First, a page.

According to my parents, I suffer from Peter Pan syndrome. In other words, that are less colorful and are not associated with a fabulous place called Neverland: I refuse to grow up and assume the responsibilities that come with it. Are they correct in this? No! (Read: Yes!) Do I have a defense? Of course!
As a single woman in New York City who is without children and an office 9 to 5 job, I pretty much do whatever I damn well want. I could say that I’m the same person I was in college except I don’t have an 8am Anthropology class to skip and ultimately fail, but that’s not entirely true. I have evolved since those days in a few ways that include no longer consuming Top Ramen on a daily basis and I no longer dye my hair every color under the sun when my mood calls for it. Personally, I feel that these are big steps for someone who got a tattoo on her wrist at 20 years old so as to make sure that I never fell into the corporate world and always stayed “young” even when the wrinkles started. I blame this thinking on having read too much Oscar Wilde who championed youth and beauty as if it’s the greatest thing in the world. And is it not?
The day I noticed my very first grey hair two years ago while trying on clothes in a dressing room the sobs that followed were close to uncontrollable, so to make up for it I marched out and got another tattoo. Not that a tattoo was going to make up for the grey hair that my both my friend and I feverishly tried to rip from my head that day, but it was at least “something” I thought would help stave off the impending doom of aging which involves, of course, growing up.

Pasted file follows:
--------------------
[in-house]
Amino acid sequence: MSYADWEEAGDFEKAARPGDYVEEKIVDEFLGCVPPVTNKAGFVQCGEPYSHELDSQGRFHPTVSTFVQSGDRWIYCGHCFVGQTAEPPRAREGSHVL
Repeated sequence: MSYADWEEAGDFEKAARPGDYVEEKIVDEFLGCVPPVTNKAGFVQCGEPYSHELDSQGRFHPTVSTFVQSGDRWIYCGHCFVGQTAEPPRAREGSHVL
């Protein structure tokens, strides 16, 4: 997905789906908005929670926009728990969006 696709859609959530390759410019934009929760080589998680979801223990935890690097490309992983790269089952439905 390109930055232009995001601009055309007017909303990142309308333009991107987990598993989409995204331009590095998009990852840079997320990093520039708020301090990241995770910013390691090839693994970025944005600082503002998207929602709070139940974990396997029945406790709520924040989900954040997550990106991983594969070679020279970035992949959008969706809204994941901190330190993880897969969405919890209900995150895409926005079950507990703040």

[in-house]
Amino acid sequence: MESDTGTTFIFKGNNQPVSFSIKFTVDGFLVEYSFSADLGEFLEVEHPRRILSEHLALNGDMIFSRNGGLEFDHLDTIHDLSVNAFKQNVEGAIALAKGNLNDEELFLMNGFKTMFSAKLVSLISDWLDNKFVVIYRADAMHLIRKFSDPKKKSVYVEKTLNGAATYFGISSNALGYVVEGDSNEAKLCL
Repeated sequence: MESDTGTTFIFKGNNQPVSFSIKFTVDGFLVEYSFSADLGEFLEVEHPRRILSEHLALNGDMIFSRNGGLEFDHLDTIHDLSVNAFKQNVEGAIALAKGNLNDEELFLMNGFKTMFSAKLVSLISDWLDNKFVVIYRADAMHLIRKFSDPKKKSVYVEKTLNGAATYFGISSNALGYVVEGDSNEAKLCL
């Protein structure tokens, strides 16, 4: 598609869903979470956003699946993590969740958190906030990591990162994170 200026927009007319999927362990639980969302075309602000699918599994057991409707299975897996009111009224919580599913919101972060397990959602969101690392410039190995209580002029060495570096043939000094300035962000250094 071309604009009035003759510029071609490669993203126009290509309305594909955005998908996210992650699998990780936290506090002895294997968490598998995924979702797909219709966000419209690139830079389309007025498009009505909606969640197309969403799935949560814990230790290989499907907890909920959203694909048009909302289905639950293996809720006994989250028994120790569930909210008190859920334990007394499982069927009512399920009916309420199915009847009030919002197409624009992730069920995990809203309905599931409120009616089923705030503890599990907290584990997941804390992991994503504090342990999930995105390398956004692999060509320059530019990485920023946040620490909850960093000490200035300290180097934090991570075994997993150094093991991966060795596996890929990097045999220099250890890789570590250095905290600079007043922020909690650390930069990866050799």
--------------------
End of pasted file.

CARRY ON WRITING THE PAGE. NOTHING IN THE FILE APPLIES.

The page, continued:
However, in the past year I’ve decided I want to appear more grown-up, even if you look slightly under the surface I’m far from it. I think this feeling is coming from my younger sister (by only 16 months) who is married with two children, a new Volvo, a brand new home — that they own — and this sense of security that comes with things like a full savings account and the responsibility for a life other than your own. There’s also the fact that many of my friends no longer want to meet at 11pm to go out and have fun; no, they want to have dinner at 7pm and be in bed by 11pm. Although it’s a difficult transition for me and some days, I find myself resenting them for it, I’m doing my best to actually adhere to this new phase in my life. Unlike Peter Pan I don’t have a Neverland to escape to, and unlike Dorian Gray, I have yet to be asked by a sinister entity to trade my soul for my youth. Although you better believe if either option were available, I’d go for it.
I’m no expert, of course, but here are a few things I’ve implemented that seem to have fooled people into thinking that I “think” I’m an adult, or at the very least, I have embraced the inevitable.